• Sometimes, when using a roller on the walls, tiny drips or splatters of paint come off the roller and fall on the trim. This is frustrating if your trim is already painted, and it means you'll have to go back and repaint parts of the trim. If you do the trim last, you can just paint over these speckles with your trim paint.
  • Painting the walls first will give you instant gratification. Some homeowners need to see progress to stay motivated during a project, and painting the walls first will create a more dramatic change. Painting is a pretty big task, so go ahead and paint the walls first if that's what you need to stay motivated.

4 Tips for Touching Up Paint

Whether you paint the walls or the trim first, you're likely to have to do a few touch-ups when you're finished. Paint mistakes happen, so don't be too hard on yourself if you got a little trim paint on the wall or vice versa. Follow these painting tips for the best results.

  1. Use the same application method as you used originally if possible. If you used a paint brush on the trim, use a paint brush to touch it up. If you used a paint roller on the wall, try to use a small paint roller to do your touch-ups.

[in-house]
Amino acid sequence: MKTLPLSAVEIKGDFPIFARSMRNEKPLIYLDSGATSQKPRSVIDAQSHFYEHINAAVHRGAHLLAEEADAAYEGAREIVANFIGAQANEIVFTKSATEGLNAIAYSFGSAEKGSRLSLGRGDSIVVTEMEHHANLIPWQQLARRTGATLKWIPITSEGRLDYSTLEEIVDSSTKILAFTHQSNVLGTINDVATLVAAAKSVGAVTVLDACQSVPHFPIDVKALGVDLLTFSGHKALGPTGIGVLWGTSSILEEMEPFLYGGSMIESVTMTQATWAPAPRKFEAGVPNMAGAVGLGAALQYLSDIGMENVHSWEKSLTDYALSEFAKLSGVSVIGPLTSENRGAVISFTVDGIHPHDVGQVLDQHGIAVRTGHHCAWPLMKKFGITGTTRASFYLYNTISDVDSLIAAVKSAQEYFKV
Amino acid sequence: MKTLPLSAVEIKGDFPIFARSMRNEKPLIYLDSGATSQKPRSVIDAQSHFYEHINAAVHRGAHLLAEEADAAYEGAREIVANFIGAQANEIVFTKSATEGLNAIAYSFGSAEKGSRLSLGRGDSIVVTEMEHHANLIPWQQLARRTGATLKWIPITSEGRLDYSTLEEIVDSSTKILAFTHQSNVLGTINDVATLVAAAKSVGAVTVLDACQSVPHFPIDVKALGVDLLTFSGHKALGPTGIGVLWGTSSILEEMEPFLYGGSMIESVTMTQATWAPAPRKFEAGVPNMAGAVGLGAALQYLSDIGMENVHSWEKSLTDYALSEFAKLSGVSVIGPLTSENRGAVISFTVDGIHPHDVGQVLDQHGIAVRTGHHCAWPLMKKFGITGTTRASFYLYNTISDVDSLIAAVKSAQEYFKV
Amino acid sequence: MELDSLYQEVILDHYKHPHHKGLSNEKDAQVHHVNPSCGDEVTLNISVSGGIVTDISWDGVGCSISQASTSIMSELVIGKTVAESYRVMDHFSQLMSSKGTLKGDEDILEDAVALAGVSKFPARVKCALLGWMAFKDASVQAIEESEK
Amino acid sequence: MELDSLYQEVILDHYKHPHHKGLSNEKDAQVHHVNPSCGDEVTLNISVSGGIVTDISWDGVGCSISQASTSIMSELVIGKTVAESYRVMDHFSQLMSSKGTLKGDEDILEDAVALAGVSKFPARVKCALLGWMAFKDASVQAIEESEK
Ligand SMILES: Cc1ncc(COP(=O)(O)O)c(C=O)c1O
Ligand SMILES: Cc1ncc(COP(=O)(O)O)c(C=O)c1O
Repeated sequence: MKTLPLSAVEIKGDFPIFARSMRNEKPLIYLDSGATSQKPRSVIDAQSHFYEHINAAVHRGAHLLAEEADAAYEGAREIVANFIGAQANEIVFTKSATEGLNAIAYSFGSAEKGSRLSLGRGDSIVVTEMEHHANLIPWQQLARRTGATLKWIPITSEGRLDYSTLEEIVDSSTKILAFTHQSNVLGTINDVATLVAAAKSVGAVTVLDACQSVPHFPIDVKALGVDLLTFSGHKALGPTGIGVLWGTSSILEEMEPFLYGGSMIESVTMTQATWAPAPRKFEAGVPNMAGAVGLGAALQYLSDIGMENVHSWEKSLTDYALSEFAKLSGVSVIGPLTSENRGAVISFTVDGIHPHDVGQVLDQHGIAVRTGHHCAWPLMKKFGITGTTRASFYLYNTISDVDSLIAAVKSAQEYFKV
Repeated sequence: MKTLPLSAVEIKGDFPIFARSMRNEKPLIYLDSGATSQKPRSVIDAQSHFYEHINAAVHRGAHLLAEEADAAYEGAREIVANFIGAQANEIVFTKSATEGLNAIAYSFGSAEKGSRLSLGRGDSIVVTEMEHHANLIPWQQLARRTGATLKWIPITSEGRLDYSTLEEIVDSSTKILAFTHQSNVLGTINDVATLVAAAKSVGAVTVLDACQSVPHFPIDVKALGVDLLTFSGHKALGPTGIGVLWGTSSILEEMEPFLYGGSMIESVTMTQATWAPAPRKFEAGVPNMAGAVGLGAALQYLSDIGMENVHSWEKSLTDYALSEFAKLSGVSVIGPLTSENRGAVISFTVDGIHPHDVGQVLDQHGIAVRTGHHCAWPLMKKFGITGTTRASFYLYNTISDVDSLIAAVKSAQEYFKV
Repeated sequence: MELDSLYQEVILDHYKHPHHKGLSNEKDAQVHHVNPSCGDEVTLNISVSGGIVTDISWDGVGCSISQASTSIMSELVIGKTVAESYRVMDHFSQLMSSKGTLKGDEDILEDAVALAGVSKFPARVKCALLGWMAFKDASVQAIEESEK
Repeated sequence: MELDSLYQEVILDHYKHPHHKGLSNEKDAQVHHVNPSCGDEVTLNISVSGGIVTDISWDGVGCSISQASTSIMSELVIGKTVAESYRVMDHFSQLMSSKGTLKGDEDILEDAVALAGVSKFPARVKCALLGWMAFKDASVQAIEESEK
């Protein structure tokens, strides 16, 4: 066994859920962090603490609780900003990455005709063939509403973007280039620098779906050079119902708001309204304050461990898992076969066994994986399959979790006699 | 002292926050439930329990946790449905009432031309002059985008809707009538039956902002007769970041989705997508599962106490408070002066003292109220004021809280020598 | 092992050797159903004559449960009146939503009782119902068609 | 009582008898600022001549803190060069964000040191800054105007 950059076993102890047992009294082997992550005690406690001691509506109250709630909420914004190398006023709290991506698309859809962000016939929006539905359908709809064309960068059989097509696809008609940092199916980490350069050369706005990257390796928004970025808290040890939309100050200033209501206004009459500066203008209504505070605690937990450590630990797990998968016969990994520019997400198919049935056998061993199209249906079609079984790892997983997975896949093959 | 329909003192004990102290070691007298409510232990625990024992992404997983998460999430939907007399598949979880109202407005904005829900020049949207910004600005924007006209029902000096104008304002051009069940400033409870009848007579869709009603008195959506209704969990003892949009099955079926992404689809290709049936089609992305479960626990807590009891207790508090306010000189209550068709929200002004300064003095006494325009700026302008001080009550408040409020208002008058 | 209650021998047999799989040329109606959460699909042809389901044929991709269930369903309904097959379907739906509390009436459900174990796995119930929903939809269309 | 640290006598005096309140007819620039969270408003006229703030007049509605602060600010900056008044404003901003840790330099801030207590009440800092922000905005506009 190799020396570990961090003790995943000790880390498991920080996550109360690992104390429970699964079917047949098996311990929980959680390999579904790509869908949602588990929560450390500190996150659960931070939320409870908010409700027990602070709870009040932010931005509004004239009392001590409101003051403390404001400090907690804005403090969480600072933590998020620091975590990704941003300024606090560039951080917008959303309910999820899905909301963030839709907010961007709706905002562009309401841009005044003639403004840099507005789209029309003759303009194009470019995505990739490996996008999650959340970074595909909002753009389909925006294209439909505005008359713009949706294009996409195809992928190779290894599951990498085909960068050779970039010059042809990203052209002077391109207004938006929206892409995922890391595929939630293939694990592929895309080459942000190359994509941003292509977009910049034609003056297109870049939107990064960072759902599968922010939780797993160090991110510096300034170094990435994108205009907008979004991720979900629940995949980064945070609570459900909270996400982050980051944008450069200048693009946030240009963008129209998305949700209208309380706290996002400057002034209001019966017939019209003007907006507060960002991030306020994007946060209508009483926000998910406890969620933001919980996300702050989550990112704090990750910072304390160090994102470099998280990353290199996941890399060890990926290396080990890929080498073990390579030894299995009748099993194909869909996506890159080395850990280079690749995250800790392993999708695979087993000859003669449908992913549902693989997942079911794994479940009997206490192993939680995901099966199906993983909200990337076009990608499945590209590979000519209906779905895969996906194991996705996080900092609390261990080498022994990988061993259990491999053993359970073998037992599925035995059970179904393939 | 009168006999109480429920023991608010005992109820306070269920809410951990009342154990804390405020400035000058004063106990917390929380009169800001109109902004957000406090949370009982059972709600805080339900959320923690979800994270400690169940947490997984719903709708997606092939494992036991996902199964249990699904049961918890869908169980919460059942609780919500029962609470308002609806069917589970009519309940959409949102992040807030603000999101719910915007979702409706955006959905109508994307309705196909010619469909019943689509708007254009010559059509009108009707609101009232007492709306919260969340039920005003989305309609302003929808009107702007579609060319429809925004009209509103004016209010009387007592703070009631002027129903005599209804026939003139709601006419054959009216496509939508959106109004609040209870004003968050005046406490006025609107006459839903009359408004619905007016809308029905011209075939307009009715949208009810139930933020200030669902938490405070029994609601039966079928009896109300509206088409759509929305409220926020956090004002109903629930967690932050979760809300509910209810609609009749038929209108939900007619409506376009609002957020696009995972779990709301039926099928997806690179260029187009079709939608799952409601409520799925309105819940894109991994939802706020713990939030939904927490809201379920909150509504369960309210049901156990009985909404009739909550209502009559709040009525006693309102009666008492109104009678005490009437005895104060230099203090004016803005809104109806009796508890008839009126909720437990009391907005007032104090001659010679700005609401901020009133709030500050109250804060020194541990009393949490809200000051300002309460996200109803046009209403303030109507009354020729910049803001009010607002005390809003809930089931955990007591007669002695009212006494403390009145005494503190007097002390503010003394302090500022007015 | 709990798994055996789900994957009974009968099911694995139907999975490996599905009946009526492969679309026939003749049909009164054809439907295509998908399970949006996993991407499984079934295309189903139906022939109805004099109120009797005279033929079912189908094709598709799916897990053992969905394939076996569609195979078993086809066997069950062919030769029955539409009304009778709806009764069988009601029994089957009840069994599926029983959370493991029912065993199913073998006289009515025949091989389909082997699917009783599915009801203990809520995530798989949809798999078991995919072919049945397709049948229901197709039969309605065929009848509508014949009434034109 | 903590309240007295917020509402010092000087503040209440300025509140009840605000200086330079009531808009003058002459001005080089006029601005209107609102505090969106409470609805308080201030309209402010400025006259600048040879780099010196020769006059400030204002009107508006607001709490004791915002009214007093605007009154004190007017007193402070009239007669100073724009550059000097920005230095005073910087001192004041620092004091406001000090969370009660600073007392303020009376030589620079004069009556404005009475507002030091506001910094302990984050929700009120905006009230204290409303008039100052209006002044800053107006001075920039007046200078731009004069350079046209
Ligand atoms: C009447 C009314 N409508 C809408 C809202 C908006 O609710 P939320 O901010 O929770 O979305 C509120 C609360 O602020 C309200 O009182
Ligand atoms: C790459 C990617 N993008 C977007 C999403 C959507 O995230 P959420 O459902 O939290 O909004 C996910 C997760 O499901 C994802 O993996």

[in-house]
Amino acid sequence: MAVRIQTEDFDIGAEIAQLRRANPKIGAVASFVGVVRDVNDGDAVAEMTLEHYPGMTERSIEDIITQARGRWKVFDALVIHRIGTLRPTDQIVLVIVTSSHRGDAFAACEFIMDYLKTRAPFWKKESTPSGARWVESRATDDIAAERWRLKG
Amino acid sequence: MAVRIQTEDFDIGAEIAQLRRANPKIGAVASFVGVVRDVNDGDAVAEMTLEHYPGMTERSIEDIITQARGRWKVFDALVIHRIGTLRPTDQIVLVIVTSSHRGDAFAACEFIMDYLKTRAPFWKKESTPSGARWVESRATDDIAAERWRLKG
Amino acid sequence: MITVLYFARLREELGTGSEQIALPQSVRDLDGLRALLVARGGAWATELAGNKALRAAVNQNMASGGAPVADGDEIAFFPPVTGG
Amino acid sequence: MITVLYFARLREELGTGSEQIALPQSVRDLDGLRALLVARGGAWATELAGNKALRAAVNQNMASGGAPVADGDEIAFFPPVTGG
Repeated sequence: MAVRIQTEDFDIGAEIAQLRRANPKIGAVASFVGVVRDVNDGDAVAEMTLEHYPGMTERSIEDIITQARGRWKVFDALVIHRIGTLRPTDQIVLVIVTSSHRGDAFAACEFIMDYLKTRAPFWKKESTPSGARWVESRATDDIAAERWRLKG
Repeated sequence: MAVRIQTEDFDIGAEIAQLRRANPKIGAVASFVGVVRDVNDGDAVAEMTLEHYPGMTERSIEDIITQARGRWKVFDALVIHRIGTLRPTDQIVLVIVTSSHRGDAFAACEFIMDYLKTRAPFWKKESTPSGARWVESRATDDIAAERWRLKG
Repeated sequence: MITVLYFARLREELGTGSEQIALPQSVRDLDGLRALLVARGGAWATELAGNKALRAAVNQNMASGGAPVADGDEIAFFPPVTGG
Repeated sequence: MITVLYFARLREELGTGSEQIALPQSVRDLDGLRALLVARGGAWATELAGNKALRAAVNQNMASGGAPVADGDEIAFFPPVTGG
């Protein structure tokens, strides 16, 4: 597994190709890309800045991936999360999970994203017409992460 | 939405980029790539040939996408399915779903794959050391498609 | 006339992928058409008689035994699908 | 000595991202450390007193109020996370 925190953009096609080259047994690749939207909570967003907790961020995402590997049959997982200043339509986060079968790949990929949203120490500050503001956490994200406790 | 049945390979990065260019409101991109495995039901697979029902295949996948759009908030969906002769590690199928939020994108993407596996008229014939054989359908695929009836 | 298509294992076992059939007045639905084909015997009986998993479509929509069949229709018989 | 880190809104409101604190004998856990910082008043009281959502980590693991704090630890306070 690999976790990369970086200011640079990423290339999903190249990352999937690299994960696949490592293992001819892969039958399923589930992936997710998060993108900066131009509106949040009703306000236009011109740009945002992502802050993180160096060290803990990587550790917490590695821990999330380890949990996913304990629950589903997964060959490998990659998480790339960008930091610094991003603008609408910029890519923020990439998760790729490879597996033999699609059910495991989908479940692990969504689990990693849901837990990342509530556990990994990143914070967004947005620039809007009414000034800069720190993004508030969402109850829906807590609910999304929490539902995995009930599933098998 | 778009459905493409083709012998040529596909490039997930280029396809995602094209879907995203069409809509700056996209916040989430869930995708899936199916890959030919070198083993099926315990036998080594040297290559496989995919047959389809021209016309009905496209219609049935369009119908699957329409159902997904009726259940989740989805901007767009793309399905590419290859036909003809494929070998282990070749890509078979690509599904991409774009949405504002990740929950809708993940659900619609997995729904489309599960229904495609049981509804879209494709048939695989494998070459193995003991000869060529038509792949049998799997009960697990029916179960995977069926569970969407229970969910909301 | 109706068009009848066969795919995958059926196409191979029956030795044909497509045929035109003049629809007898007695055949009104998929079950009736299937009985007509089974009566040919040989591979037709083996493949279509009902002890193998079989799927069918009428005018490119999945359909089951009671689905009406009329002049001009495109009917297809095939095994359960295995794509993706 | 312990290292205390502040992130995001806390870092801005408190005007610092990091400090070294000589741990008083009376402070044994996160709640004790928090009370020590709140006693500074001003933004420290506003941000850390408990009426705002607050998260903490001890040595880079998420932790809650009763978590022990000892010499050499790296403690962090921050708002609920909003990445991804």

2. Feather the paint around the edges of the touch-up to blend it with the surrounding paint. To do so, start in the middle of the spot and work the paint outward into the surrounding area, thinning it as it reaches the edge of the spot you're covering.
  3. Wait to do your touch-ups until the base coat of paint is completely dry. Otherwise, you risk adding brush strokes or roller marks to the existing paint. It's tempting to fix a mistake as soon as you notice it, but patience is the key to a discrete fix.
  4. Don't panic if your touch-ups seem obvious to you once you complete them. Paint often dries to a slightly different color than it is when wet. Once your touch-ups dry completely, they will match the rest of the paint.